The definition of the word family means different things to different people depending on the culture, the level of relationship and the environment. The study of the ancient societies through anthropology has shown that the relationships in the family units differed from what the world today experiences. The culture, experiences and environment of the time only facilitated the family units of the time. Dwelling in the same ecological niche was essential during this time to form a family unit because it helped to provide the much-needed security and in the gathering of food.
The roles of different sexes in the society today are different. The social groups in which humans can identify with are numerous. These include education, religion, sports and politics. This has brought forth a novel way of looking at the family. By looking at the family as the basis of the society, we realize that various arrangements of social groups are indeed families. A family therefore becomes a group of people who share a common interest and love and care for each other. This way, the alumni of an academic institution can be said to be a family. In addition, members of the same wing in the political arena are also members of the same family. In the same way, members of the same religion are members of one large family.
As the famous German scholar, Johann Schiller put it, “It is not flesh and blood but the heart which makes us fathers and sons” (Kindle, 43). This means that marriage should not limit our place in the fast society and the bonds that can be formed within the social circles. We are all part of one large family. It is the sense of belonging and the acts of love, kindness and care for each other that make us a family. A family goes beyond the blood relations. It is the strong feelings of care, love and concern for our fellow humans that make us a family. The human race is one family going by this understanding.
While this way of re-looking at the definition of the family is novel to the society, it is the future of the meaning of family. The advances in information sharing abilities through internet technology have also created different facets of family (OECD, 11-16). Many online social communities interact and develop social ties within the realm if the worldwide web to a level of relationship that is even more intense than that displayed by blood relations. While many people think that the advent of the internet is killing the family, as we know it, this is a blessing in disguise.
Rather than restricting us in a small space of relationship, the internet opens up the traditional family to more like-minded people. It helps us to experience feelings that we did not experience before. It makes our relationships rich and compensates for the weaknesses of our immediate family members. This, in fact, helps us to strengthen the relationships around the traditional family unit rather than break it (OECD, 11-16).
The ability of people with absolutely no blood relations to form close relationships, care, and love one another as members of the same “family” is enough proof that the definition of the word family goes beyond blood ties. It is the heart of the members of the social unit and the mutual feelings of care and love for one another that make them members of the same family, whether they share blood relations or not.
This way of viewing the family removes the bottlenecks that prevent us from viewing ourselves as members of the human family. It accounts for the modern developments in the social dynamics of the family. For instance, while traditionally a divorce meant the breaking of a marriage and remarriage meant the creation of a new family, in the present day divorce could be viewed as the breaking of a marriage but the care and concern remains, therefore, even after the divorce, members remain as a family. In fact, the remarriage of either of the partners from the first marriage acts to expand the family. The result of this is cohesion and understanding in the society.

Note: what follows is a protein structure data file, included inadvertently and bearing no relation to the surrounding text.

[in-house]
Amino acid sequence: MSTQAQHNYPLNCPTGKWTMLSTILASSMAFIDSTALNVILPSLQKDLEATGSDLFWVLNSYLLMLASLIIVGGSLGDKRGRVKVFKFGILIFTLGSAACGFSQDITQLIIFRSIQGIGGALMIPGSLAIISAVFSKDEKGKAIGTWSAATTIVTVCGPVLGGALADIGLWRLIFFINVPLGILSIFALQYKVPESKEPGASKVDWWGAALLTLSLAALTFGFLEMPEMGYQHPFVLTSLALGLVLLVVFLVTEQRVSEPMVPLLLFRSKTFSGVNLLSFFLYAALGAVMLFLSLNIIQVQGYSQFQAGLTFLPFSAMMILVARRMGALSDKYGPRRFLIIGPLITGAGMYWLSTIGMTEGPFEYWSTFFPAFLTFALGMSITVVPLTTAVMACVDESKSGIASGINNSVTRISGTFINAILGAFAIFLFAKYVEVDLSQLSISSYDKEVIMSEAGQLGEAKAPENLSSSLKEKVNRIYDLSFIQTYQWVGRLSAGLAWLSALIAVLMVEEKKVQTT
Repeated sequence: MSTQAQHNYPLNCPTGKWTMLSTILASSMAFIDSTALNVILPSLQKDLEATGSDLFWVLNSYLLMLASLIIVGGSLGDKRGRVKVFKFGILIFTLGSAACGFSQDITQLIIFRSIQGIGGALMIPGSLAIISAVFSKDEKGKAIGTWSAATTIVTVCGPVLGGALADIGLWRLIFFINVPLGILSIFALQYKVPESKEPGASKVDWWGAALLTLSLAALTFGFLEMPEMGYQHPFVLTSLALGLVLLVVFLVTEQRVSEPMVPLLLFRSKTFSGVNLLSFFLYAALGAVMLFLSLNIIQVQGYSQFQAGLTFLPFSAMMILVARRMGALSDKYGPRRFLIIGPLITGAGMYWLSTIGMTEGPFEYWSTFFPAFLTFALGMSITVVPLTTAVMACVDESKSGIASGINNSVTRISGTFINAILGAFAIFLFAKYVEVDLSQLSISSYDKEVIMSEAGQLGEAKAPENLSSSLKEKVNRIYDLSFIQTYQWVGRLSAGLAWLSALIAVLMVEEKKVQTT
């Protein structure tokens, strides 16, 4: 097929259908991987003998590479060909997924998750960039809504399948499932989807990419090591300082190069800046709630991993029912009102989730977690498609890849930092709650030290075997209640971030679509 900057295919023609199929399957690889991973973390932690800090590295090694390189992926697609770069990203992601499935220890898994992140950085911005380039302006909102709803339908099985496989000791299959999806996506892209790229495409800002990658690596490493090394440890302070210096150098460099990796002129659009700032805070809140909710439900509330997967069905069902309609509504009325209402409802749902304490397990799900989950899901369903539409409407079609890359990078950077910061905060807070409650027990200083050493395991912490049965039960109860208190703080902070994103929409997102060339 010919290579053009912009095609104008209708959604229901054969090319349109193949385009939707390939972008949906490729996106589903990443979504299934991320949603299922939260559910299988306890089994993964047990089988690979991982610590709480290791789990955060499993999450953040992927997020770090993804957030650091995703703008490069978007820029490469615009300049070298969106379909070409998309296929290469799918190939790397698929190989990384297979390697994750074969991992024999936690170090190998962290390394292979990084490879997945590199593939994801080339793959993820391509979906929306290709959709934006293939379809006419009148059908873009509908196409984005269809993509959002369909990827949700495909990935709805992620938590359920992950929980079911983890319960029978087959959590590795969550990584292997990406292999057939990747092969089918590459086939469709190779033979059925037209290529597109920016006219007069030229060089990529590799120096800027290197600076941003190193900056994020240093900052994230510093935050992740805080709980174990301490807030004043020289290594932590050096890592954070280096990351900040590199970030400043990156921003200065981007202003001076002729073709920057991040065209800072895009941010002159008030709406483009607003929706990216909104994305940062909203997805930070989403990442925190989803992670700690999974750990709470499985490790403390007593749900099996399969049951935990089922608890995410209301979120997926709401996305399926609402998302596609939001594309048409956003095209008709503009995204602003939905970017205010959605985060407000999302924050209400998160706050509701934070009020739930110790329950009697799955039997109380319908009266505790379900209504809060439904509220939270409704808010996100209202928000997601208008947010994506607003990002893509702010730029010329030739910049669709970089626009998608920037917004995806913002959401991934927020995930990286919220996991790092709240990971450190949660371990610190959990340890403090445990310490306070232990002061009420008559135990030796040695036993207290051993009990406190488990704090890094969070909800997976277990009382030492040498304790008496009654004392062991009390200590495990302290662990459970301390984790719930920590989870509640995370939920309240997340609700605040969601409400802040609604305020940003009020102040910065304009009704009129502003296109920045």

In conclusion, it is apparent that the definition of family has gone through a lot of transformation to where it is in the present day. While it was initially restricted to the parents and their children or ancestors and their descendants, the family unit today is more comprehensive and inclusive. The family unit goes beyond the relationship by the bloodline and marriage. Instead, family today is defined by the existence of love and care between members of the society with common interest regardless of whether they have any blood relations or not. This does not nullify the traditional concept of the family as a social unit whose members are linked by blood, but it expands the understanding of family to be beyond the blood relations.

Works Cited

Boys & Girls Clubs of America. What is a Family? . 2009. 25 January 2015 <http://familyplus.bgca.org/YourFamily/EffectiveParenting/WhatisaFamily/Pages/default.aspx>.
Harper, Douglas. Family - Online Etymology Dictionary. 2014. 25 January 2015 <http://www.etymonline.com/index.php?term=family>.
Jacobson, Arthur Lee. Family. 2015. 25 January 2015 <http://www.arthurleej.com/e-family.html>.
Kindle, Diana. German Wisdom: Humorous, inspirational and thought-provoking quotes by famous Germans . Westhoff Publishing, 2014.
merriam-webster.com. family. 2015. 25 January 2015 <http://www.merriam-webster.com/dictionary/family>.
OECD. THE FUTURE OF FAMILIES TO 2030. OECD InternatIonal Futures programme, 2011.
Oxford Dictionary. Definition of family in English:. 2015. 25 January 2015 <http://www.oxforddictionaries.com/definition/english/family>.

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Example Of Etiology Of The Word “Family” Essay. Free Essay Examples - WePapers.com. https://www.wepapers.com/samples/example-of-etiology-of-the-word-family-essay/. Published Oct 11, 2020. Accessed May 27, 2024.